Hill Top Farm in Malham, North Yorkshire, is where deliberately old-fashioned farming meets 21st century technology.
You can follow it on Twitter – @hilltopfarmgirl – and if you are fortunate enough to enjoy a walk on the limestone pavements above the village, you may see the Heseltine family’s herd of Belted Galloway cattle; a relatively new addition to the local scene, but an old and trusty native breed.
Hardy upland cattle originally created and maintained the landscape of this corner of the Yorkshire Dales National Park, but over the last 50 years their numbers have dwindled. They were replaced by sheep, which graze only the most palatable plant species. The loss of cattle, which are less selective, resulted in rank vegetation remaining ungrazed.
During the last 10 years, the limestone pavements of the Dales have seen a return of traditional upland cattle breeds, thanks in part to the now defunct Limestone Country Project. Funded by the European Commission LIFE Fund, it aimed to restore limestone habitats, using native cattle and whole farm management plans.
Many local farmers took advantage of LCP grants to establish new herds. Some chose Highland Cattle, others Blue Greys, others Welsh Blacks.
The Heseltines chose Belted Galloways, one of Britain’s most visually distinctive breeds. Naturally hornless, they can be black, dun or red, but always with a complete and unblemished white belt around their middle.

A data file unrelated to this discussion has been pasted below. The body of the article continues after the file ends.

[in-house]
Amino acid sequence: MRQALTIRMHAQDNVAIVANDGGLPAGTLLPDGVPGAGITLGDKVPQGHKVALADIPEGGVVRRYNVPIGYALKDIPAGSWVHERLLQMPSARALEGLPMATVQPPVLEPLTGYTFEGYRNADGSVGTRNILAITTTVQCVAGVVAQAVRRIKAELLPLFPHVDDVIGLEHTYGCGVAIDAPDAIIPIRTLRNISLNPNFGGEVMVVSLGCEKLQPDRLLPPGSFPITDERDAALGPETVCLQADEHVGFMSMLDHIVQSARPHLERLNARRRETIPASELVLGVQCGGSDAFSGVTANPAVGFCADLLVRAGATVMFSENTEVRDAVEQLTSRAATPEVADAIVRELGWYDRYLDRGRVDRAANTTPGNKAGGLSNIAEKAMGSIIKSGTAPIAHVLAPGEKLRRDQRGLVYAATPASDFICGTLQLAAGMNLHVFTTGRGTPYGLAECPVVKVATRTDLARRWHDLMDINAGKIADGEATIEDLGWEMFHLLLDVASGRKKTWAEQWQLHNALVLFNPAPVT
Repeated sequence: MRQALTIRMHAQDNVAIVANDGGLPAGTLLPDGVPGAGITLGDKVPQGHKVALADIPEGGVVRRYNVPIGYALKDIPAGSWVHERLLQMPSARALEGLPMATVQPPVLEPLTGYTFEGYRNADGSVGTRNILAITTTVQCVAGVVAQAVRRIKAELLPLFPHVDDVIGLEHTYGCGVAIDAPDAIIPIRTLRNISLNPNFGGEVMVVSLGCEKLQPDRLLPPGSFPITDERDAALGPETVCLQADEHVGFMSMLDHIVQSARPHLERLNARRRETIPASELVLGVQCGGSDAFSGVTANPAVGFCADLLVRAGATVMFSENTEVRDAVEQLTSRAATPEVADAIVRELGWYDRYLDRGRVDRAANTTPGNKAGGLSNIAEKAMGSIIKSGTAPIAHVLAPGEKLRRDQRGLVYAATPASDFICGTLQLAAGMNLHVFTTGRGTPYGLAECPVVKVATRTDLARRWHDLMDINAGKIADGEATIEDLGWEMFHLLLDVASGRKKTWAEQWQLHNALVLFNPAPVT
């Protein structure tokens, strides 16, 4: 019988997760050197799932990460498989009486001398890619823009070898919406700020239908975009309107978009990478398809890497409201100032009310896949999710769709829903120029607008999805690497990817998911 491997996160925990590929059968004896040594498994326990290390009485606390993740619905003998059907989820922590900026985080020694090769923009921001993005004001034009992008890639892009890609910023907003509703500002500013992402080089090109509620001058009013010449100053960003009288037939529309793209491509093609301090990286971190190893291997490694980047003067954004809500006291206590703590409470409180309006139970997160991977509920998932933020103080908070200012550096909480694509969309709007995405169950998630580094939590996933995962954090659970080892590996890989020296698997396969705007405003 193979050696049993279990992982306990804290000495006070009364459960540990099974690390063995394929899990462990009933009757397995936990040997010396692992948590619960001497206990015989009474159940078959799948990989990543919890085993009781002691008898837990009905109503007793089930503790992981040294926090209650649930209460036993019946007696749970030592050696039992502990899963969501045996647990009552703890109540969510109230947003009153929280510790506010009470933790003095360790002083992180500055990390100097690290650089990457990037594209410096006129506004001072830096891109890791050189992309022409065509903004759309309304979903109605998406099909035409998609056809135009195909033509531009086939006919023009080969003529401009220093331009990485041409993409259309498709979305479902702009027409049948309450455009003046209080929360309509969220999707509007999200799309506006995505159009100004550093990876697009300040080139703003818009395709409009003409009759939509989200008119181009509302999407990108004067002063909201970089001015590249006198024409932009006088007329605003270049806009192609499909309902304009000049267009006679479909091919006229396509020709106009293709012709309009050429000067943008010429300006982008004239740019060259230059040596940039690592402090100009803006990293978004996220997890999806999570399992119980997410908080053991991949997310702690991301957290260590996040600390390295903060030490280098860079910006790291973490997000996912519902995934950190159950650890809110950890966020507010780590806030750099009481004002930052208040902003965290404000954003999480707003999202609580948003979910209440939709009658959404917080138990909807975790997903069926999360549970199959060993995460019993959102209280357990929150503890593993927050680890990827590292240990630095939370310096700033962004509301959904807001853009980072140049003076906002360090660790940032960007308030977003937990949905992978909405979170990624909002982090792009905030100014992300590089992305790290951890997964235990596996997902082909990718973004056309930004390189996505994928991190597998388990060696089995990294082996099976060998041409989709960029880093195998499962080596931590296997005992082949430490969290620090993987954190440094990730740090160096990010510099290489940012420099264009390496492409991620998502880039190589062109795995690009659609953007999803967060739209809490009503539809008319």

In 2003 the Heseltines bought 19 Beltie heifers and one bull. Since then the herd has grown to a steady 80. Neil has kept the same number of breeding heifers throughout, buying stock bulls as needed, and has sold up to 10 finished bullocks a year.
“The number I keep might go up slightly but 90 would be a maximum,” he says, “just because they graze outside and in the bad weather the land couldn’t carry any more.”
Selling the bullocks for between £900 and £1,000 has made this a profitable venture, and for the last two years the Heseltines have enjoyed a successful arrangement with Booths and the National Trust through the ‘Traditional Beef from National Trust Farms’ programme.